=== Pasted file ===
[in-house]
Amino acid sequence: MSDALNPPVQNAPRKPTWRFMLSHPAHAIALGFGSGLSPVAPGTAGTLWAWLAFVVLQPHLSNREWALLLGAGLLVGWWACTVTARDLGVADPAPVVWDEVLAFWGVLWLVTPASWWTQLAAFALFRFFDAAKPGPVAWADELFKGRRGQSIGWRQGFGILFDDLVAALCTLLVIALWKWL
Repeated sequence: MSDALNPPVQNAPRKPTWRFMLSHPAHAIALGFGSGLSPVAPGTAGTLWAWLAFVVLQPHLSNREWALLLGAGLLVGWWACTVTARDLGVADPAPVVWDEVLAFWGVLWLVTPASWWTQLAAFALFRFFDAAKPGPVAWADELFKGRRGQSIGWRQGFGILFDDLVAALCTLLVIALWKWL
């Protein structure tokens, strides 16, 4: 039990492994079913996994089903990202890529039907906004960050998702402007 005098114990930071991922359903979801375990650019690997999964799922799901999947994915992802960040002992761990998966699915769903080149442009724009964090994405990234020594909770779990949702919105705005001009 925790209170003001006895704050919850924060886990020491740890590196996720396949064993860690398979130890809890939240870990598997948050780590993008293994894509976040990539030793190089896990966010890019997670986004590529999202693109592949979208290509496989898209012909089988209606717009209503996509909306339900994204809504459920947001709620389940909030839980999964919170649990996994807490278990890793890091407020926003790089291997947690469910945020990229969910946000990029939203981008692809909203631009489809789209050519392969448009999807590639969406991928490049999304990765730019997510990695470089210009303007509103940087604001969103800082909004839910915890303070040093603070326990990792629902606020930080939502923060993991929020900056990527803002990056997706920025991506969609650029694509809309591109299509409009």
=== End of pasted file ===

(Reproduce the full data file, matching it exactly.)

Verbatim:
[in-house]
Amino acid sequence: MSDALNPPVQNAPRKPTWRFMLSHPAHAIALGFGSGLSPVAPGTAGTLWAWLAFVVLQPHLSNREWALLLGAGLLVGWWACTVTARDLGVADPAPVVWDEVLAFWGVLWLVTPASWWTQLAAFALFRFFDAAKPGPVAWADELFKGRRGQSIGWRQGFGILFDDLVAALCTLLVIALWKWL
Repeated sequence: MSDALNPPVQNAPRKPTWRFMLSHPAHAIALGFGSGLSPVAPGTAGTLWAWLAFVVLQPHLSNREWALLLGAGLLVGWWACTVTARDLGVADPAPVVWDEVLAFWGVLWLVTPASWWTQLAAFALFRFFDAAKPGPVAWADELFKGRRGQSIGWRQGFGILFDDLVAALCTLLVIALWKWL
């Protein structure tokens, strides 16, 4: 039990492994079913996994089903990202890529039907906004960050998702402007 005098114990930071991922359903979801375990650019690997999964799922799901999947994915992802960040002992761990998966699915769903080149442009724009964090994405990234020594909770779990949702919105705005001009 925790209170003001006895704050919850924060886990020491740890590196996720396949064993860690398979130890809890939240870990598997948050780590993008293994894509976040990539030793190089896990966010890019997670986004590529999202693109592949979208290509496989898209012909089988209606717009209503996509909306339900994204809504459920947001709620389940909030839980999964919170649990996994807490278990890793890091407020926003790089291997947690469910945020990229969910946000990029939203981008692809909203631009489809789209050519392969448009999807590639969406991928490049999304990765730019997510990695470089210009303007509103940087604001969103800082909004839910915890303070040093603070326990990792629902606020930080939502923060993991929020900056990527803002990056997706920025991506969609650029694509809309591109299509409009």